As reported in this week’s Marietta Daily Journal and on local TV news reports, the two have been feuding incessantly in the lead-up period to Keaton’s swearing-in Jan. 2.
She has accused Stephenson of (among other things) complaining to the sheriff’s department after it granted her access to the clerk’s office; says he incorrectly has led employees to believe she plans to “clean house” after taking over; and complains she had to hold recent transition meeting off-site because the incumbent is making the changeover so difficult.
Stephenson, who is retiring after 28 years on the job, responds that only employees are allowed into the working area of the office where records and evidence are kept, and has accused her of (among other things) failing to show up and showing up late for a pair of transition-related meetings; and of lacking the knowledge and expertise to run the office.
She has described him as “a crazy nut,” being “wild-haired,” “irrational” and “unstable.” His accusations are “sour grapes,” Keaton said.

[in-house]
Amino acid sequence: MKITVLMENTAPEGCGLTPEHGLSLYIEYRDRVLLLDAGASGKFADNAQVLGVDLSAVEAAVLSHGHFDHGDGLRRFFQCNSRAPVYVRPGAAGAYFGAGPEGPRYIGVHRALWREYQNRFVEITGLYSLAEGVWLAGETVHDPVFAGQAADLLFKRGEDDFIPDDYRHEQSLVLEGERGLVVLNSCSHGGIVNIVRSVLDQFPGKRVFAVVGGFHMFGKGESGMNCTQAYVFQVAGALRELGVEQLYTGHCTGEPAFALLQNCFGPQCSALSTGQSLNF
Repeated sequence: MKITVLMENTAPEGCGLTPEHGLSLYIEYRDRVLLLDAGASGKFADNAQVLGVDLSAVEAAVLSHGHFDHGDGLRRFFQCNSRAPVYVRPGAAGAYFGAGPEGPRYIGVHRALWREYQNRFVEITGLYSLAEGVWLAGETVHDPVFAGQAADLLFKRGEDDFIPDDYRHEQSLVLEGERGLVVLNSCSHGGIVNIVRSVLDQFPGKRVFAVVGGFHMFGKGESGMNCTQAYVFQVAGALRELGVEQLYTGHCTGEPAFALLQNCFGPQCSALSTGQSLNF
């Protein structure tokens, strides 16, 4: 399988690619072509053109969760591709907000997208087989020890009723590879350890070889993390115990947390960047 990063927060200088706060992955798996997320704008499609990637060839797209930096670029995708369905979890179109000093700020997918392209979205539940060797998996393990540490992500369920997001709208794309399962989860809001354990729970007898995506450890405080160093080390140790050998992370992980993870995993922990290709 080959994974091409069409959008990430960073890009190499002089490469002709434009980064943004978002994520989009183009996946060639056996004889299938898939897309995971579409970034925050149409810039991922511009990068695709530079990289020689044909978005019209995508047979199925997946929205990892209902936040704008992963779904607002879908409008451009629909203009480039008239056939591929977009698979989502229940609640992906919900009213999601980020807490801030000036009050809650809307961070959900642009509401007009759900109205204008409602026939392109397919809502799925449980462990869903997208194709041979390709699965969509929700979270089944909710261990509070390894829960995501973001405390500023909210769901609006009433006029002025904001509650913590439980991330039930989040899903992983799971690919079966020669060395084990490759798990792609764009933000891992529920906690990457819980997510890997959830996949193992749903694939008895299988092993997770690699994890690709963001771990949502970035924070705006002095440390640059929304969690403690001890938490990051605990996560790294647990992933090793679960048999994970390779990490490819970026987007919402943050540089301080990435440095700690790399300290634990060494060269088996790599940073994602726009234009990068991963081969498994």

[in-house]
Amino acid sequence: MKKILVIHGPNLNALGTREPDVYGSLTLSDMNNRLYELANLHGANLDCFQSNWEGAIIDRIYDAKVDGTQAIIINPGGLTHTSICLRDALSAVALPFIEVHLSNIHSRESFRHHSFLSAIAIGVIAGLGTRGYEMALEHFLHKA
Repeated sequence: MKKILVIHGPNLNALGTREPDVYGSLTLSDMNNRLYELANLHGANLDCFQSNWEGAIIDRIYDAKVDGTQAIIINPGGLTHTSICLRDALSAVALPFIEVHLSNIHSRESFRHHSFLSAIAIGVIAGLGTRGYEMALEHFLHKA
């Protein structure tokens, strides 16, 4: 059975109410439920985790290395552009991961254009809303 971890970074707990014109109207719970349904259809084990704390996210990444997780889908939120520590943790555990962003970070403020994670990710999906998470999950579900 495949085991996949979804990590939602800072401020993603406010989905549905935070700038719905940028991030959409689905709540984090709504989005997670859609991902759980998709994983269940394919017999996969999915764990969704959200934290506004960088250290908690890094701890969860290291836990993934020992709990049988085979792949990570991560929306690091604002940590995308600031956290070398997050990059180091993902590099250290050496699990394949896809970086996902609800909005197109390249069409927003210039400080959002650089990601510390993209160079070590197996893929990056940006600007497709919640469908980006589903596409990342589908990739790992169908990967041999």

Stephenson has described Keaton’s approach as “Chicago-style politics.”
The feuding is a continuation of this summer’s political race for clerk, which saw Keaton oust Stephenson protégé John Skelton, a Marietta lawyer, in the summer Republican Primary. The race for clerk proved one of the most unexpectedly contentious on the primary ballot, with levels of invective and allegation usually seen only in races for higher offices, not down-ballot ones like clerk. There was no Democratic candidate this fall for clerk, although during the primary Keaton forces questioned the depth of Skelton’s allegiance to the GOP and Skelton surrogates accused Keaton of choosing an Obama supporter, Kim Carroll, as her chief deputy and running mate. And Keaton caused hard feelings early on by buying up webpages named with multiple variations of “Skelton for Clerk,” which then would direct those who clicked on them to her own site.
It might have been unrealistic to expect a seamless transition after such a bare-knuckle primary, but as we said above, “enough is enough.”
The public rancor in connection with the transition is an embarrassment to Cobb, which has long prided itself in having one of Georgia’s most professionally-run court systems — if not the best-run court system.
Frankly, most Cobb residents, if they think of the clerk’s office at all, are interested primarily in knowing that the court’s records are in order.
It’s time for Stephenson and Keaton to tone down the rhetoric, hit the “restart” button and ensure a professional transition from here on out.